Drude-Lorentz Model for Dispersion in Dielectrics

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Drude and Lorentz (ca. 1900) developed a classical theory to account for the complex index of refraction and dielectric constant of materials, as well as their variations with the frequency of light. The model is based on treating electrons as damped harmonically bound particles subject to external electric fields. A highly simplified version of the model is given in this Demonstration, with results limited to a qualitative level. Still, the phenomena of normal and anomalous dispersion and their relation to the absorption of radiation can be quite reasonably accounted for. The classical parameters of the theory transform simply to their quantum analogs, so that the results remain valid in modern theories of materials science.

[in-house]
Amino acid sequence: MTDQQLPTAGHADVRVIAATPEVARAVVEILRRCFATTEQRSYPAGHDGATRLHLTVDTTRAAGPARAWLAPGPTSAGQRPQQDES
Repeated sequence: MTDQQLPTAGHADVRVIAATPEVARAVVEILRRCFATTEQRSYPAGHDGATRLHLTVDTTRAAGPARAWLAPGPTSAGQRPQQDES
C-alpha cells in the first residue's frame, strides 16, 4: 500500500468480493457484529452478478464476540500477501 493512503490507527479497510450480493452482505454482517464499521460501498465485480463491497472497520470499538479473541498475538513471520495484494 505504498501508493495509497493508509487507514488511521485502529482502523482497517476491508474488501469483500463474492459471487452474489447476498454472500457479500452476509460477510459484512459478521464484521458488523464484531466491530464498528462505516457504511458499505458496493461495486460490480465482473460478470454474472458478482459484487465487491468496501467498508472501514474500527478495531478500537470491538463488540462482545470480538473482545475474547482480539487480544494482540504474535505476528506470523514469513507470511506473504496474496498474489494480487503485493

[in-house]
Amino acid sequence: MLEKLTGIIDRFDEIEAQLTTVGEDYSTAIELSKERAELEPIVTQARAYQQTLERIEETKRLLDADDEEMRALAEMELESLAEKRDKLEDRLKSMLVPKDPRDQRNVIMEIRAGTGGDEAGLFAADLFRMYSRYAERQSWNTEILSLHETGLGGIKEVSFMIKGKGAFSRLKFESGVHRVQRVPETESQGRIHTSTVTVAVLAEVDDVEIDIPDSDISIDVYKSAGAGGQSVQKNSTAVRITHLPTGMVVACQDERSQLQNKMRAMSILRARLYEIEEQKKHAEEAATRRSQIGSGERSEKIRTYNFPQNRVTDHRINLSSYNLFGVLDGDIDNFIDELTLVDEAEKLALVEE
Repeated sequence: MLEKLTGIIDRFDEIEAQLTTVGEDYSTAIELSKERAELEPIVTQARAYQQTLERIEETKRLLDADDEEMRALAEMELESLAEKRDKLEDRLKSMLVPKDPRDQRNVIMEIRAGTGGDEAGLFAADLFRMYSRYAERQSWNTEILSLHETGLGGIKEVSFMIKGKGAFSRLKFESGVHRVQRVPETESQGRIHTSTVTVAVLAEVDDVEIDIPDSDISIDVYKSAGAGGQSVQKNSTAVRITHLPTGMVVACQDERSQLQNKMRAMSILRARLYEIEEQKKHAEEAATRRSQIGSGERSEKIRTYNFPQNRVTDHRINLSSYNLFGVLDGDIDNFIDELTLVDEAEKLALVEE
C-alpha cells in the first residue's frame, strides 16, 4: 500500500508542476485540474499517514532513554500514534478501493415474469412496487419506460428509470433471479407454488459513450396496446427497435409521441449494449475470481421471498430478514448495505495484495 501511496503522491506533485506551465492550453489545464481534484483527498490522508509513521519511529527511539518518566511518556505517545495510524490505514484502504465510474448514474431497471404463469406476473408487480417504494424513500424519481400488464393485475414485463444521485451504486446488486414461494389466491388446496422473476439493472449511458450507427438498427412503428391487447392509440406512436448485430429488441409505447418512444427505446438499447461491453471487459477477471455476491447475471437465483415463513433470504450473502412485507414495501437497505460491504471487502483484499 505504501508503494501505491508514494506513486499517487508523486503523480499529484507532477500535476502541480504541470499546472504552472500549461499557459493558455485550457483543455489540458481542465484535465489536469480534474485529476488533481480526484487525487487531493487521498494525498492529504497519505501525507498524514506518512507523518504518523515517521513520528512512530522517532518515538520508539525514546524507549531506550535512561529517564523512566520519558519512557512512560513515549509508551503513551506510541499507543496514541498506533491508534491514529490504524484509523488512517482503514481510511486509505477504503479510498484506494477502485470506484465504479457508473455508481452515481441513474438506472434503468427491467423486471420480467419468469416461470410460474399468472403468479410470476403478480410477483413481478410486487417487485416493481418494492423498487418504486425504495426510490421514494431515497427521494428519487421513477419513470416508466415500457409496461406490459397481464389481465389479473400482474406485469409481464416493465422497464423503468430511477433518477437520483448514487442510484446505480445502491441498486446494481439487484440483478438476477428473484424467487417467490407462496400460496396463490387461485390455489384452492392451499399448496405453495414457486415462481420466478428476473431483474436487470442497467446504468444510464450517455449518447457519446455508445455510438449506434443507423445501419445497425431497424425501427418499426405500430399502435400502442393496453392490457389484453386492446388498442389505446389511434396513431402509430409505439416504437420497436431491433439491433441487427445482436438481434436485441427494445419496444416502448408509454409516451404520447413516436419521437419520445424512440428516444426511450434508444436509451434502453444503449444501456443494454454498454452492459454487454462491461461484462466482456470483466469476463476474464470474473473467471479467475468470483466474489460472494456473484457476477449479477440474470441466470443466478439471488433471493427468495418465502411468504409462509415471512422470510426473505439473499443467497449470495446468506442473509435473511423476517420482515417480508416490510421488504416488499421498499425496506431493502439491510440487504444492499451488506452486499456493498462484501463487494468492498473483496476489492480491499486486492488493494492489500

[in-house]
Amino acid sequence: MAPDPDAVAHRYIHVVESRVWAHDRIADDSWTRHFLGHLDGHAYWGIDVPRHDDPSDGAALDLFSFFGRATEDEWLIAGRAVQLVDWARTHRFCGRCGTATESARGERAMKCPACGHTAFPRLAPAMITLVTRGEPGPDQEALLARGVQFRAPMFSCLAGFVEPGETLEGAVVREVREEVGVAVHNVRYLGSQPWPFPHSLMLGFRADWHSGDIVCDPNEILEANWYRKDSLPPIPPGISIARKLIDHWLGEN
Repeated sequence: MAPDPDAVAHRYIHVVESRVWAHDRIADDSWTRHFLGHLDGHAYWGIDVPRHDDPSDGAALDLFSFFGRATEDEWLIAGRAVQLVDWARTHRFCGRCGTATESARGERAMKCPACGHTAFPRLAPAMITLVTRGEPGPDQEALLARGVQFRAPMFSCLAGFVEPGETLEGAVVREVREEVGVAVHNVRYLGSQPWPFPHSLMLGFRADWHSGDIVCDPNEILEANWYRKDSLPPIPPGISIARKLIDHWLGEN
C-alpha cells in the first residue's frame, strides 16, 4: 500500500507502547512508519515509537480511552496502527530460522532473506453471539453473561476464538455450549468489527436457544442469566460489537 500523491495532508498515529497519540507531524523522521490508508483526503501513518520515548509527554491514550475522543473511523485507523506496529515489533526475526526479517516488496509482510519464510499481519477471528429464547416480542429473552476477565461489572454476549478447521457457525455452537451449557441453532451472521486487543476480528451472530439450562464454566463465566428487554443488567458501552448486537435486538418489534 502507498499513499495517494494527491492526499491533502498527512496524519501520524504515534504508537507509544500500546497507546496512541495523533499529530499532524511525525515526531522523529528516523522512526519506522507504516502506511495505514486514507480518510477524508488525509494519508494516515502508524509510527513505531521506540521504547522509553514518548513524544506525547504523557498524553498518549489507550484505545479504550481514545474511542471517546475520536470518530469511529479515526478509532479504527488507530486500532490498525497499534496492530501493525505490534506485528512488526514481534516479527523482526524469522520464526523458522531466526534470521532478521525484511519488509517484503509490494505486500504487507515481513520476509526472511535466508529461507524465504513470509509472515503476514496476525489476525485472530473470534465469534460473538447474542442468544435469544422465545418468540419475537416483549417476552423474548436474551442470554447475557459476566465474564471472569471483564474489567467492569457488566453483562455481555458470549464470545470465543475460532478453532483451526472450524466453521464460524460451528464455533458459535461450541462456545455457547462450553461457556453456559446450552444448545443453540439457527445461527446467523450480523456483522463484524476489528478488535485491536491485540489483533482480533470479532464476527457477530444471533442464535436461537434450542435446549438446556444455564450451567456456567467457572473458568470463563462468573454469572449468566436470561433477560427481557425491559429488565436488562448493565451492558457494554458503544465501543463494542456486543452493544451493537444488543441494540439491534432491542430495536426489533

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Usually the dielectric constant increases slowly with frequency—normal dispersion. However, in the neighborhood of an atomic transition the material exhibits anomalous dispersion, in which the dielectric constant decreases sharply with frequency, accompanied by absorption of light.

In this Demonstration, you can vary the parameters and . A checkbox highlights the region of anomalous dispersion.

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Contributed by: S. M. Blinder (March 2011)
Open content licensed under CC BY-NC-SA


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Details

In the more accurate quantum theory of dispersion, the frequency is replaced by a sum over several atomic transition frequencies and the damping parameters are determined by excited-state lifetimes.

The real and imaginary parts of the susceptibility are connected by the Kramers–Kronig relations: and , where signifies the Cauchy principal value of the integral.

Reference

[1] L. Rosenfeld, Theory of Electrons, New York: Dover Publications, 1965, pp. 68 ff.



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